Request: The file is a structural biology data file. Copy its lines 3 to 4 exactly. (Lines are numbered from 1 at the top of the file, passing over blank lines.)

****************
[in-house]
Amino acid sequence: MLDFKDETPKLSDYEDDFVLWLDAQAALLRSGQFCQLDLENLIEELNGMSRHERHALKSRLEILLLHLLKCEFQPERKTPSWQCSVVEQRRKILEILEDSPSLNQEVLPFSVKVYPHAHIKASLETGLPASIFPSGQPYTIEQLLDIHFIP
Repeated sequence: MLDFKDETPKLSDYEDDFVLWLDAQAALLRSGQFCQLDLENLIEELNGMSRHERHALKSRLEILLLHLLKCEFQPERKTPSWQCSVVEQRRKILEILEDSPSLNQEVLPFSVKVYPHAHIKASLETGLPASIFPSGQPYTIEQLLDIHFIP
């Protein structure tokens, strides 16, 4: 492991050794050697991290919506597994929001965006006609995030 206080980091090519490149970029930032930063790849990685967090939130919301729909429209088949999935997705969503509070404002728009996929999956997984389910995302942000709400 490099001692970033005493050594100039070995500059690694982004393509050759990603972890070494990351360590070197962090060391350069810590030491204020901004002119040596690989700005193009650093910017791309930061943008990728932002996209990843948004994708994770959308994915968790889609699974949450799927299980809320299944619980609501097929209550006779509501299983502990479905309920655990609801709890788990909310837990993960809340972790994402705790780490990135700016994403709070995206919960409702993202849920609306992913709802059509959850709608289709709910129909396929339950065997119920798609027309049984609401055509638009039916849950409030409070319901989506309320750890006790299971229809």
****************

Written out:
Repeated sequence: MLDFKDETPKLSDYEDDFVLWLDAQAALLRSGQFCQLDLENLIEELNGMSRHERHALKSRLEILLLHLLKCEFQPERKTPSWQCSVVEQRRKILEILEDSPSLNQEVLPFSVKVYPHAHIKASLETGLPASIFPSGQPYTIEQLLDIHFIP
């Protein structure tokens, strides 16, 4: 492991050794050697991290919506597994929001965006006609995030 206080980091090519490149970029930032930063790849990685967090939130919301729909429209088949999935997705969503509070404002728009996929999956997984389910995302942000709400 490099001692970033005493050594100039070995500059690694982004393509050759990603972890070494990351360590070197962090060391350069810590030491204020901004002119040596690989700005193009650093910017791309930061943008990728932002996209990843948004994708994770959308994915968790889609699974949450799927299980809320299944619980609501097929209550006779509501299983502990479905309920655990609801709890788990909310837990993960809340972790994402705790780490990135700016994403709070995206919960409702993202849920609306992913709802059509959850709608289709709910129909396929339950065997119920798609027309049984609401055509638009039916849950409030409070319901989506309320750890006790299971229809």